Klinsmann and Völler would combine to score six goals during the FIFA World Cup in 1990 – the pinnacle in what had already been a stellar international career for the man from Hanau – and winning the final on his club’s home ground in Rome was just the cherry on top. The 1990 World Cup would of course also be remembered for Völler’s sending off against the Netherlands – and the rather unsavoury incident involving Frank Rijkaard.
Having been made captain of the Nationalelf for the finals of the 1992 European Championships Völler’s tournament would end prematurely as a result of a freak collision and a broken arm in the opening game against the CIS, but he continued to flourish at club level. Having left Rome for the equally warm climes of Marseille in 1992, the now thirty-two year old striker continued to maintain his amazing goalscoring record, scoring twenty-four times in sixty-two appearances as helped Olympique win the European Cup, the first-ever victory for a French side in Europe’s premier club tournament.
Völler’s final international appearance would take place during the 1994 FIFA World Cup in the United States, a tournament where Germany eventually fell in the quarter-final against outsiders Bulgaria. Having scored twice in the previous knockout round against Belgium, Völler had the ball in the back of the Bulgarian net to give Germany a two-goal lead, only to have it disallowed for offside. The defeat in New York was a sad end to a glorious international career, but Völler could hold his head up high. In his ninety outings for the Mannschaft, he had scored forty-seven goals – second only to the legendary Gerd Müller.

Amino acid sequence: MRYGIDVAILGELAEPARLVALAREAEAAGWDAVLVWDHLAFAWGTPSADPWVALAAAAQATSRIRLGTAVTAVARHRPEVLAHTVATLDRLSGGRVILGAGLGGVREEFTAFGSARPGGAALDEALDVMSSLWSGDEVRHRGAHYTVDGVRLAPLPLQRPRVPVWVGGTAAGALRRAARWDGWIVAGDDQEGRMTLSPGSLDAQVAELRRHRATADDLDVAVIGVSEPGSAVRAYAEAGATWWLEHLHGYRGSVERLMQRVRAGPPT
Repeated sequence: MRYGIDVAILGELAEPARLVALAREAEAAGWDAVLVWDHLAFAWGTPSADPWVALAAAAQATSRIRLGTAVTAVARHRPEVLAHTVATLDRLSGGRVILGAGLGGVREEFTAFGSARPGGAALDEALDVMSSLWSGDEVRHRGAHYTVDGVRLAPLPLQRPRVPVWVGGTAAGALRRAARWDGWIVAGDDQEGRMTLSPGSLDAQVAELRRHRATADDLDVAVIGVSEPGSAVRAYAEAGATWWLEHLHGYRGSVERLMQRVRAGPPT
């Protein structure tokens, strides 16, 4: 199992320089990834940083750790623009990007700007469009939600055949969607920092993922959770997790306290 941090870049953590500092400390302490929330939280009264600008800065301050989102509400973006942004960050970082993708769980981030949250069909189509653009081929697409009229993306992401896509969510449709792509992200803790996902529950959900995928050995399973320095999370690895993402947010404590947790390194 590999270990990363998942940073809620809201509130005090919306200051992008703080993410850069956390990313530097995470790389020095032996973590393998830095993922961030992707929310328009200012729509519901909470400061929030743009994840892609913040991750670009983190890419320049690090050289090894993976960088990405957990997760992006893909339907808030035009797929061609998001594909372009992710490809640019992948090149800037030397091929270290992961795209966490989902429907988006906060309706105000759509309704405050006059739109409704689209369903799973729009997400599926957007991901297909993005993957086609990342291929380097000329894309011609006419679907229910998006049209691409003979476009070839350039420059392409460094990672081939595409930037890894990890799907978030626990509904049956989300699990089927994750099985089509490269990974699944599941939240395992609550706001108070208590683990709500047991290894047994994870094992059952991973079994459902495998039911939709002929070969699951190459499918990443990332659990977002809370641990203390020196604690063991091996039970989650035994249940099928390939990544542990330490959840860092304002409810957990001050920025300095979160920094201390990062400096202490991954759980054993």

After hanging up his international boots Völler returned to the Bundesliga with Bayer 04 Leverkusen, and even at the age of thirty-six he continued to maintain his amazing record. In his sixty-two games for the Werkself, he scored twenty-six times. When he finally called time on his playing career the well-travelled striker had found the back of the net 257 times in 543 matches at club level – an average of just under a goal every two games.
Having finished his playing career in Leverkusen, Völler remained with the club, taking on the role of director of sport. Here the magic continued under the guidance of Christoph Daum, as Die Werkself strung together four excellent seasons that saw them finish no lower than third, though the 1999-2000 season would end in heartbreak as they missed out on a first Bundesliga title courtesy of a defeat to lowly SpVgg Unterhaching and a last-minute Bayern München equaliser in Hamburg. With Daum having been lined up for the post of Nationaltrainer following the resignation of Erich Ribbeck after the ignominious Euro 2000 campaign, Völler had been all set to continue his work at Leverkusen with a new coach: as the 1999/2000 season came to a end, he would have no idea what the future would hold.